August 25, 1997
Volume 50, No. 1



Emory ranks 9th-best national university by U.S. News & World Report magazine


HR and student services implementing new software

1525 Building
opened Aug. 17; houses primary care,
fitness center


Library renovations
half finished


Health Sciences strategic research planning process moves forward

Alumni Survey conducted; finds high satisfaction levels


Tax package provides financial windfall as Emory issues bonds


Ended strike will affect campus short term

Doctoral student receives inaugural teaching award

Luke Esposito, a PhD student in biochemistry and molecular biology, received the first Graduate Division of Biological & Biomedical Sciences (GDBBS) Excellence in Teaching award. Made possible by an anonymous donor's grant, the annual award will go to senior doctoral students in the division. Esposito is performing thesis research with Doug Wallace of the Center for Molecular Medicine while continuing to teach an Allied Health Biochemistry course despite having fulfilled his TATOO requirements.

Esposito will receive a certificate and a $250 honorarium at a GDBBS mixer in the fall. A permanent plaque to be placed in the graduate student lounge of the Dental Building will bear his and future recipients' names.


First Person: George Jones
Do internationalizing efforts hurt black students?


Profile: Alfred Brann
Mothers and children of the world should be healthy


Emory researcher
finds a significant
key to Huntington's


FDA approves 'pacemakers' for Parkinson's, epilepsy

Hillel Sunday School begins Sept. 7

Enrollment is now open for the Emory Hillel Sunday School; the fall semester begins Sunday, Sept. 7. This program of Jewish education is open to children ages 5 to 12 of Emory faculty and staff. For more information, call Karl Saxe at 727-6248 or Ira Schwartz at 727-2929.

Graduate director Martin Bailey dies at 69

Martin Bailey, a professor in the Department of Economics praised by colleagues as "one of the brightest, most able people of his generation," died June 26 after a long bout with brain cancer. He was 69.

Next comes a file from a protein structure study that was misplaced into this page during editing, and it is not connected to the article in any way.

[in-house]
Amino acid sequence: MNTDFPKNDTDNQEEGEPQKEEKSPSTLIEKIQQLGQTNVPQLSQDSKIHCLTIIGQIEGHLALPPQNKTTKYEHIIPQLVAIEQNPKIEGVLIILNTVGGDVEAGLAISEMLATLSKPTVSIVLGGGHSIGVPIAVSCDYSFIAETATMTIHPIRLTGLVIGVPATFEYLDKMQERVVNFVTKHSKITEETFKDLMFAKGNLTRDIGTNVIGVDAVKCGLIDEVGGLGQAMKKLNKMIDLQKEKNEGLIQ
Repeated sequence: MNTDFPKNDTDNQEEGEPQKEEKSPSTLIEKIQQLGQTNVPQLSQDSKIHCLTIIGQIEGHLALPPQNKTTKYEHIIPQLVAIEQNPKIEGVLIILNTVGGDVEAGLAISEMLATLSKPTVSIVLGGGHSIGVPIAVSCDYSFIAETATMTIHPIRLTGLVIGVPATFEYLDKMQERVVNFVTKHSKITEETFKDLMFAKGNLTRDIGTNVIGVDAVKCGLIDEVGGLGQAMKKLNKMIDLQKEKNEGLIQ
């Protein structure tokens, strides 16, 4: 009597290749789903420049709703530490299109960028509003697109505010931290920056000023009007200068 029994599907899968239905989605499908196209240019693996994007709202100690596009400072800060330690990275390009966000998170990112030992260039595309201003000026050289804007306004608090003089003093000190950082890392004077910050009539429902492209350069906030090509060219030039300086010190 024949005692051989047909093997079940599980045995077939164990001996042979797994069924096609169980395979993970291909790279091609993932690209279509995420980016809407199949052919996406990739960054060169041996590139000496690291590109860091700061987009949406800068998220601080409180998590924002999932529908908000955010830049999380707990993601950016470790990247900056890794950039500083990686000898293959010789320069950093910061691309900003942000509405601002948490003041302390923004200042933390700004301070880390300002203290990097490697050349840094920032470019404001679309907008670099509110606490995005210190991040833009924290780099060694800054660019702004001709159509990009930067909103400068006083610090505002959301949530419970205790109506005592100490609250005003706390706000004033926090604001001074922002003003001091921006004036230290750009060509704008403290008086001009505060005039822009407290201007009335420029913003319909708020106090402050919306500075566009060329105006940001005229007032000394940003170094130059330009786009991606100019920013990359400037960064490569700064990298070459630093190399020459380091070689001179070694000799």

Bailey came to Emory in 1989 after serving in numerous university and government posts in the first 30 years of his career. As an economic adviser to the State Department, he often provided key insights regarding U.S. aid to developing countries. On fact-finding missions to such countries, Bailey would often venture beyond the prepared tours of his official hosts to discover on his own the nation's economic needs.

"My opinion is he probably saved tens or hundreds of millions of people from poverty and starvation," said Peter Aranson, chair of economics.

Bailey had just completed a draft for his fifth book, titled The Constitution for a Future Country, due to be published this year. It was meant to serve as a guide for newly liberated countries struggling to form lasting democracies.

Fund set up for Gwen Wyche's daughter

Emory Hospital co-workers have set up a fund for the daughter of Gwen Wyche, who was killed July 30 on her way home from work. Police have apprehended a suspect for the murder of Wyche, 42, who worked in the hospital's finance department. The motive for her murder appears to have been robbery.

Contributions to the fund for Wyche's school-age daughter can be made at the credit union's Emory branch, dropped off at room HB56 at the hospital, or sent by check payable to Wyche's parents, the Rev. and Mrs. O. L. Blackshear, in care of the Emory Credit Union at 1237 Clairmont Road, Decatur, 30030, Attn: Audrey Graham.

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